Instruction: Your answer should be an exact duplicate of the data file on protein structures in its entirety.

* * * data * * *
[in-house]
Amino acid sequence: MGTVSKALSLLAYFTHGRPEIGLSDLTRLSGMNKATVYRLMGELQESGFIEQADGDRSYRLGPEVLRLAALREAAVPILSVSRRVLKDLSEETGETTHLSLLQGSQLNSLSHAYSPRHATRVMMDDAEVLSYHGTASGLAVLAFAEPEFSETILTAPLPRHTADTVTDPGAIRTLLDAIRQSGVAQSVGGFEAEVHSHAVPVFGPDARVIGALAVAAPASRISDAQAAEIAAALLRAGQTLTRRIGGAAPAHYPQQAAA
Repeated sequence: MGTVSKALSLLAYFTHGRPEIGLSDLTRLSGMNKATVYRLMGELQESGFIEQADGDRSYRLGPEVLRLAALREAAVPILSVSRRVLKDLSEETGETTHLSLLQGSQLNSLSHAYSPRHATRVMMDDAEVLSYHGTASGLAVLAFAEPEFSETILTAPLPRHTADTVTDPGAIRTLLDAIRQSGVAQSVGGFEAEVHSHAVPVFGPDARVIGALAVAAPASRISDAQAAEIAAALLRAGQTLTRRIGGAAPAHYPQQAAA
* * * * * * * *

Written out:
[in-house]
Amino acid sequence: MGTVSKALSLLAYFTHGRPEIGLSDLTRLSGMNKATVYRLMGELQESGFIEQADGDRSYRLGPEVLRLAALREAAVPILSVSRRVLKDLSEETGETTHLSLLQGSQLNSLSHAYSPRHATRVMMDDAEVLSYHGTASGLAVLAFAEPEFSETILTAPLPRHTADTVTDPGAIRTLLDAIRQSGVAQSVGGFEAEVHSHAVPVFGPDARVIGALAVAAPASRISDAQAAEIAAALLRAGQTLTRRIGGAAPAHYPQQAAA
Repeated sequence: MGTVSKALSLLAYFTHGRPEIGLSDLTRLSGMNKATVYRLMGELQESGFIEQADGDRSYRLGPEVLRLAALREAAVPILSVSRRVLKDLSEETGETTHLSLLQGSQLNSLSHAYSPRHATRVMMDDAEVLSYHGTASGLAVLAFAEPEFSETILTAPLPRHTADTVTDPGAIRTLLDAIRQSGVAQSVGGFEAEVHSHAVPVFGPDARVIGALAVAAPASRISDAQAAEIAAALLRAGQTLTRRIGGAAPAHYPQQAAA